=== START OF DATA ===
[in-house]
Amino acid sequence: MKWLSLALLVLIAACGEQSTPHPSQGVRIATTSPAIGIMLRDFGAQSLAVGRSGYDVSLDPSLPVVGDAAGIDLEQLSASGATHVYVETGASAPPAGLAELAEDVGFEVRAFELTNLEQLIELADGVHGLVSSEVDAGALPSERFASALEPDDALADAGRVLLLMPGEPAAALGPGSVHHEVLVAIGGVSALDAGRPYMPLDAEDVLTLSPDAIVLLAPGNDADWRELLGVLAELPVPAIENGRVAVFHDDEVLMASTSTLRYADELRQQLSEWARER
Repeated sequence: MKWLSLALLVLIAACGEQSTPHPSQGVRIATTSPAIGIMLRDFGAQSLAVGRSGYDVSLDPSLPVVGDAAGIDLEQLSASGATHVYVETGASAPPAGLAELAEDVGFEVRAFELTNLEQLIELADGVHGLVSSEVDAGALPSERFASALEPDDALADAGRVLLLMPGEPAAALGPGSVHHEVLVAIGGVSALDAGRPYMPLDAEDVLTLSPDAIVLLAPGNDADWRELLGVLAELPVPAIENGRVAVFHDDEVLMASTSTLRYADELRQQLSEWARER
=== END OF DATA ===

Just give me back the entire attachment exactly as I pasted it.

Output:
[in-house]
Amino acid sequence: MKWLSLALLVLIAACGEQSTPHPSQGVRIATTSPAIGIMLRDFGAQSLAVGRSGYDVSLDPSLPVVGDAAGIDLEQLSASGATHVYVETGASAPPAGLAELAEDVGFEVRAFELTNLEQLIELADGVHGLVSSEVDAGALPSERFASALEPDDALADAGRVLLLMPGEPAAALGPGSVHHEVLVAIGGVSALDAGRPYMPLDAEDVLTLSPDAIVLLAPGNDADWRELLGVLAELPVPAIENGRVAVFHDDEVLMASTSTLRYADELRQQLSEWARER
Repeated sequence: MKWLSLALLVLIAACGEQSTPHPSQGVRIATTSPAIGIMLRDFGAQSLAVGRSGYDVSLDPSLPVVGDAAGIDLEQLSASGATHVYVETGASAPPAGLAELAEDVGFEVRAFELTNLEQLIELADGVHGLVSSEVDAGALPSERFASALEPDDALADAGRVLLLMPGEPAAALGPGSVHHEVLVAIGGVSALDAGRPYMPLDAEDVLTLSPDAIVLLAPGNDADWRELLGVLAELPVPAIENGRVAVFHDDEVLMASTSTLRYADELRQQLSEWARER